Known for its 1000 years of continuous occupation, Mehrauli is famed for its richly scattered 440 historically significant monuments and haunting tales. Spread over 300 acres of the tract, this heritage area is covered in remains of what we call ‘The Ancient Delhi.’
Continuously been the capital of some or the other dynasty, the area has been consistently inhabited for roughly ten centuries now. New rulers came, and the old ones perished, but the area has never been abandoned.
Being in Delhi all my life, the idea of finding out its roots intrigued me. So, I packed my camera and went on to explore this heritage site – Mehrauli Archeological Park. The first one was a failed attempt because I couldn’t find the entry of the park and got lost in the residential area of Mehrauli with unfriendly eyes gawking at me. It was an absolute disappointment because I wanted to do this for a long time.
After almost two years of waiting, I got an opportunity of visiting this place again, and my friend was kind enough to accompany me. And so, we were ready to conquer this area of 300 acres on foot wearing our sports shoes and a camera in hand.
Inhabited by the oldest dynasties, it is still one of the lesser known places in Delhi. The area has been ruled by Khalji Dynasty, Tughlaq Dynasty, Lodhi Dynasty of Delhi Sultanate, Mughal Empire, and the British Raj. But the ruins of Lal Kot by Tomar Rajputs in 1060 CE, makes it the oldest extant fort of Delhi.
The park was originally the burial ground of Lodhi’s and Mughals including the Tomb of Balban – the slave dynasty ruler of Delhi.
Mehrauli is so rich in archaeological importance that for every two steps you walk, you’ll hit a ruin. The area is literally littered with ruins (that’s the word I would like to use). The park consists of many monuments – the prominent ones including Balban’s Tomb etc and if you explore further, the ones, which we have no idea about! It is home to many and many tombs, mosque, step wells, remains of settlement, caravan-serai’s, gardens, etc.
For your better understanding, I will explain Mehrauli by dividing it into – Tombs, Mosque, Stepwells and other Ruins.
First, you enter the archaeological park leading through the ruins; you will see the tomb of Balban. The place is just left with walls surrounding the tombs. And if you look up, you will see frequent flights passing above the area – making a perfect subject for your pictures.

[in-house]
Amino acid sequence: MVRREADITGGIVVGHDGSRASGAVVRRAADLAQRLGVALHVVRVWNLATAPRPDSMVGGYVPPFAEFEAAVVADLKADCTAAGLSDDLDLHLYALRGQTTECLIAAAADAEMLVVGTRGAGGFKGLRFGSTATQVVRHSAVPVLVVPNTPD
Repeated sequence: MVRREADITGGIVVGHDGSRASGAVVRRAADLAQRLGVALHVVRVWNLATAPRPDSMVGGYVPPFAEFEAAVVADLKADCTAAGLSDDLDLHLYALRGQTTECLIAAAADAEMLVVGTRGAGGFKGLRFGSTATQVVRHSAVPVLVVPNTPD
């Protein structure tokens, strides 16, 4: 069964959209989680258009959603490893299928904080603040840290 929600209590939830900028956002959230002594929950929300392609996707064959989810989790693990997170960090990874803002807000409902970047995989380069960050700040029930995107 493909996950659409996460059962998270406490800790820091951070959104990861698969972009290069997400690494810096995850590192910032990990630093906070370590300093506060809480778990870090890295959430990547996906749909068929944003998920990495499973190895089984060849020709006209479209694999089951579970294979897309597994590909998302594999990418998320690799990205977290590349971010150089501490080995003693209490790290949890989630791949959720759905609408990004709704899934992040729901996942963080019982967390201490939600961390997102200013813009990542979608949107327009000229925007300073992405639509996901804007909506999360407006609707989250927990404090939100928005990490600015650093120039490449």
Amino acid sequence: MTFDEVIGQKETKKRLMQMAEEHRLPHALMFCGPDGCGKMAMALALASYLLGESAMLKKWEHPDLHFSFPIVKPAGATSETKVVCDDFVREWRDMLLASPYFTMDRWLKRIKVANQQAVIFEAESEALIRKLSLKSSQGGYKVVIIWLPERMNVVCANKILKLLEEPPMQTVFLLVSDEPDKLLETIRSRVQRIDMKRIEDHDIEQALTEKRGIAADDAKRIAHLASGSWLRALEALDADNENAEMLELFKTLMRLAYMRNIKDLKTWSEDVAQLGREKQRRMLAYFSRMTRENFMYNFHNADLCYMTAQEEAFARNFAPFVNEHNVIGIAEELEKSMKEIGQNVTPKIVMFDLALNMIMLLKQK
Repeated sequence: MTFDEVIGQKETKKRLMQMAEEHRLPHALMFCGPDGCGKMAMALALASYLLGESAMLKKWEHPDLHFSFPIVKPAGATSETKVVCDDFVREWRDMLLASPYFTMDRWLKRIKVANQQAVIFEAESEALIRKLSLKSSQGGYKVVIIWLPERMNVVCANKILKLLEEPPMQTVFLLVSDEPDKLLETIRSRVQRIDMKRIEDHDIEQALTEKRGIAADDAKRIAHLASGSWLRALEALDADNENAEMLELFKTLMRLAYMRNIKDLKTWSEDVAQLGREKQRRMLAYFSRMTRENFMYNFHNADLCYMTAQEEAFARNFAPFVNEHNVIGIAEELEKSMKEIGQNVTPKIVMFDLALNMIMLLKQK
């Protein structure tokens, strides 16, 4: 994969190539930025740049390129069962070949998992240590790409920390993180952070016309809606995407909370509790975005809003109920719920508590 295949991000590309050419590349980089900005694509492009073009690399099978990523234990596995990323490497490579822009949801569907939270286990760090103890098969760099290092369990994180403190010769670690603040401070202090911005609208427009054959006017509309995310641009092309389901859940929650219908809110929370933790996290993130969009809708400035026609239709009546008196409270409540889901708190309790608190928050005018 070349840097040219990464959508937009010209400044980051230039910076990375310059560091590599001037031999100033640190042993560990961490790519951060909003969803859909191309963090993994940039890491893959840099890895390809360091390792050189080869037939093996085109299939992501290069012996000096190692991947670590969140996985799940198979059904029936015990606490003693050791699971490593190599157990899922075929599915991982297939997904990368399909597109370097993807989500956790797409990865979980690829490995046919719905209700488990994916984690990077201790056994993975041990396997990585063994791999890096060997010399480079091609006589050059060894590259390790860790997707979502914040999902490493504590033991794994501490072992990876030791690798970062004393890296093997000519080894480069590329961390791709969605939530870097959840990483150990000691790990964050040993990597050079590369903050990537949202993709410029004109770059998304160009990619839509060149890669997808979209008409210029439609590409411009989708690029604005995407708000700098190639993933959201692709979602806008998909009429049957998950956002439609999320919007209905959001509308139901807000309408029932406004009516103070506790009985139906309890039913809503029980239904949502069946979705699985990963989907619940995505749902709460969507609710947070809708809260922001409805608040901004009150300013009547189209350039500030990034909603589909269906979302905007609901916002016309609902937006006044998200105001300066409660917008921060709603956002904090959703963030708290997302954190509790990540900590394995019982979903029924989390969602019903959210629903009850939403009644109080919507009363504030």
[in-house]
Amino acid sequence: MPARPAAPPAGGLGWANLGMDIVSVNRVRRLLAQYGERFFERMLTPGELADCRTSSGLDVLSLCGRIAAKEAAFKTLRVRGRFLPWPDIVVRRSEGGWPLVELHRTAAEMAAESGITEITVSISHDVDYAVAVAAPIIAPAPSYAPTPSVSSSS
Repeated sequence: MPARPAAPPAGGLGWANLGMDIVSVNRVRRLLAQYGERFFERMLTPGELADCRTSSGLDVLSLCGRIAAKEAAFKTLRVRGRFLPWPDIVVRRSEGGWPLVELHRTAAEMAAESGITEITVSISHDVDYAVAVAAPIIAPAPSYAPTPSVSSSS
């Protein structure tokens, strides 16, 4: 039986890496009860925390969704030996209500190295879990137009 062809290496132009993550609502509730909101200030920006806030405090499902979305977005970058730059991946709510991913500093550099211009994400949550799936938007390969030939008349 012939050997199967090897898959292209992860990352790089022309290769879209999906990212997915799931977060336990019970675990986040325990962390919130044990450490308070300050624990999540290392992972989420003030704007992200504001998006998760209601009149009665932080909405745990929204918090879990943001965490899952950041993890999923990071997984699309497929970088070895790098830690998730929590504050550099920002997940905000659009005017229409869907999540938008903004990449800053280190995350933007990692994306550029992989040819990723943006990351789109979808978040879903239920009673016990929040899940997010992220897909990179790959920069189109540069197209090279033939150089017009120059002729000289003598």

So, Ghiyas ud din Balban was one of the early rulers of Delhi who ruled around the 13th century. He was known as the King of Slaves. He was captured by the Mongols carried to Ghazni and sold in his younger days. Later, the same boy reduced the power of the treacherous nobility and heightened the stature of the sultan. In spite of having only a few military accomplishments, Balban earned the position of the strongest ruler between Shams ud-Din Iltutmish and later, Alauddin Khilji. He was a very dominant personality of the 13th century. Just to rule, he killed his 40 contemporaries and ruled for 40 odd years.
The tomb is one of the earliest surviving buildings to use the real art in its construction technique. Before this building, there is no evidence of true art being used in any construction.
As you walk further crossing the Rose Garden, you will find the most stunning tomb in the city. The tomb belonged to the son of Emperor Akbar’s nurse – Maham Anga and also the notorious brother of Adam Khan – Akbar’s most trusted general. And later was converted into a monsoon retreat for Sir Thomas Metcalfe in the 1850’s.
Quli Khan’s tomb stands in the middle of a vast landscape covered with dense forest and overlooking Qutub Minar. The monument is today a protected monument under the aegis of the Archaeological Survey of India and is being maintained by INTACH.
Outside the Archeological Park and in front of Mehrauli Bus Stand is the tomb of Adam Khan. This is the place I visited on my first visit to Mehrauli and unaware of the inhabitant of the tomb. The tomb of Akbar’s favorite general is built on a platform in the middle of a road; overlooking the Qutub Minar Complex on one side and residential buildings on the other.
It is popularly known as Bhool-Bhulaiyan (a maze or Labyrinth) as it lies on the walls of Lab Kot and earlier surrounded by dense forest area. The architecture is very Lodhi and Sayyid Dynasty style with a domed octagonal chamber and verandah on each side. Visitors often lose their way amidst the several passages in the thickness of its walls.
One of the many fascinating stories about Mehrauli is that once a group of Baraatis (wedding attendees) who took refuge in this tomb got lost – disappeared into thin air. The area is now said to be haunted by ghosts. In 1830’s, Blake of Bengal Civil Service converted this tomb into his residence by removing the graves of Adam Khan and his mother to make way for his dining hall. After his demise, the tomb was used by many British officers as a resting place and even a police station and a post office. But later, Lord Curzon restored the tomb; the grave of Adam Khan lies below the central dome, but his mother Maham Anga was lost.
The least known tomb in the area is the Chaumachi Khan’s Tomb or the Kala Gumbad. The tomb is located near the Mehrauli market and can be seen from a higher platform, but you cannot enter the place as it placed within a private property.
There are hundreds of ruined tombs that resides under the vicinity of Mehrauli untouched and forgotten.
Stay tuned for Part 2 – Jamali Kamali Monuments